10 Questions for KT Herr
- By Edward Clifford
while we yellowed in the pale strobes
rumors began to arrive
of a wide floor blown open
of some clever thing
—from "Catherine of Siena Fucks Up the Club," Volume 64, Issue 3 (Fall 2023)
Tell us about one of the first pieces you wrote.
What first comes to mind is that I was a musician and songwriter before I started writing poetry in earnest. My dad (hi Dad!) is a violinist with the Lancaster Symphony, so my brother and I grew up very musically. I studied violin and piano, and took voice lessons in high school. When I was twelve, I wrote an original piano composition in three movements. It was short, but I was so proud. To this day, it’s one of only a handful of things I still remember how to play.
As I got older and started writing lyrics, I taught myself guitar. It’s hard to sing along while playing violin, and pianos aren’t especially portable, so it just made sense. Most of the songs I’ve written as an adult were on guitar. Still, I miss the somatic experience of playing piano; something about that particular embodiment feels deeply soothing. Lately I’ve been keeping an eye out for pianos for sale.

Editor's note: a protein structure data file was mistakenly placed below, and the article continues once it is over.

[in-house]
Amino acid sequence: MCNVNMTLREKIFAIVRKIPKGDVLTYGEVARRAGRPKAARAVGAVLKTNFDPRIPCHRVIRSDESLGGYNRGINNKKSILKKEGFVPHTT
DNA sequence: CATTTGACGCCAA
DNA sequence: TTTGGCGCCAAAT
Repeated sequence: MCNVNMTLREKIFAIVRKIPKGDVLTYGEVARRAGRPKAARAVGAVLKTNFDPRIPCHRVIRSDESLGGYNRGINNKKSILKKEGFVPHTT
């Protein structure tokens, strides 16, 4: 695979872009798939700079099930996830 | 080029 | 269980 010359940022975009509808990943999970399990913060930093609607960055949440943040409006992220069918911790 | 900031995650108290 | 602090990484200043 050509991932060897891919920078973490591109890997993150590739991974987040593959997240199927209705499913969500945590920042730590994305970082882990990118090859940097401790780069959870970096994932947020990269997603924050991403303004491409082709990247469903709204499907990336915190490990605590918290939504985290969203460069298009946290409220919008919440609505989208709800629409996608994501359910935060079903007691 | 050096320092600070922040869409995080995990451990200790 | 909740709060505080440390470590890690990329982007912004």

What writer(s) or works have influenced the way you write now?
(These questions always stress me out—what if I forget someone?!)
I’m a poet today because in the seventh grade I read the poem “Mushrooms” by Sylvia Plath and it completely rearranged my brain. In college, the poem “Song” by Adrienne Rich became a touchstone.
I discovered the poetry of Meg Day almost by accident, from a stack of postcard flyers I collected from the Boutelle-Day Poetry Center while attending a Smith College reunion. It’s one of my happiest accidents; their poems and their spirit have inspired me in more ways than I can say. When I think about what it means to have queer poetic kinship, Meg’s one of the first people who comes to mind.